Tolerance, Intuition, and Empiricism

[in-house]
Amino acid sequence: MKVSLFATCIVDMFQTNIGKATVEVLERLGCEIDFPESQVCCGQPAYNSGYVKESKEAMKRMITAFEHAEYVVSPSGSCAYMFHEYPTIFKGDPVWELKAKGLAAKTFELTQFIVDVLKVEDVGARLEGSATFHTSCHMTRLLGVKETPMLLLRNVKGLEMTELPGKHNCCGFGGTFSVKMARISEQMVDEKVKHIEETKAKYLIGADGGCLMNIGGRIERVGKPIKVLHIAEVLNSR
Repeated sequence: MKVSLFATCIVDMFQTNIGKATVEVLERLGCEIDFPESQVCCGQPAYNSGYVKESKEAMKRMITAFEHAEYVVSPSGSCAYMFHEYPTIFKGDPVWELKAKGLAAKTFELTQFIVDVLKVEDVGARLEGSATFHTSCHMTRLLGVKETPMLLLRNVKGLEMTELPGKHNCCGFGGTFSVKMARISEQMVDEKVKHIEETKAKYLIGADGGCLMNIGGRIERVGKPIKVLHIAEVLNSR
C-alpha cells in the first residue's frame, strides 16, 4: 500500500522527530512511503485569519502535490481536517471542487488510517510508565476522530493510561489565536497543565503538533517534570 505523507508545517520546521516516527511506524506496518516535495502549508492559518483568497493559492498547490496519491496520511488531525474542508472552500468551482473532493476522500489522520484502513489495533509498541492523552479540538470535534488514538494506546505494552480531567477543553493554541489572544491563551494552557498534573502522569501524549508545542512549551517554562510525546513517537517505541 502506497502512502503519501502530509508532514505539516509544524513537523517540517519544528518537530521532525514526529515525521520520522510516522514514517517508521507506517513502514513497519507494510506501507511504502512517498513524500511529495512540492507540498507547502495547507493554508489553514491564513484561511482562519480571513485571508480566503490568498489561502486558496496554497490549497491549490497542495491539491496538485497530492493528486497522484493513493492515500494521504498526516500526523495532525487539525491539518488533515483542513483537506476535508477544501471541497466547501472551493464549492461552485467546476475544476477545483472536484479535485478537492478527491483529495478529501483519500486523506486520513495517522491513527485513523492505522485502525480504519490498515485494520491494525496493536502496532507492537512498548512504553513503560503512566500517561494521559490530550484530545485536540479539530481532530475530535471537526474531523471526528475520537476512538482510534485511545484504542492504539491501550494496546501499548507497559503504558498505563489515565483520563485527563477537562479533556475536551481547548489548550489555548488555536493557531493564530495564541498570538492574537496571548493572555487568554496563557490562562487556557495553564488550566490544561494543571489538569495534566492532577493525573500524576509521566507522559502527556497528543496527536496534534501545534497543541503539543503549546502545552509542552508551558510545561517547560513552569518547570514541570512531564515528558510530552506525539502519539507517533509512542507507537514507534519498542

What was important in this conception from our point of view was the fact that it became possible for the first time to combine the basic tenet of empiricism with a satisfactory explanation of the nature of logic and mathematics. Previously, philosophers had only seen two alternative positions: either a non-empiricist conception, according to which knowledge in mathematics is based on pure intuition or pure reason, or the view held, e.g., by John Stuart Mill, that the theorems of logic and of mathematics are just as much of an empirical nature as knowledge about observed events, a view which, although it preserved empiricism, was certainly unsatisfactory. (1963a, p. 47)
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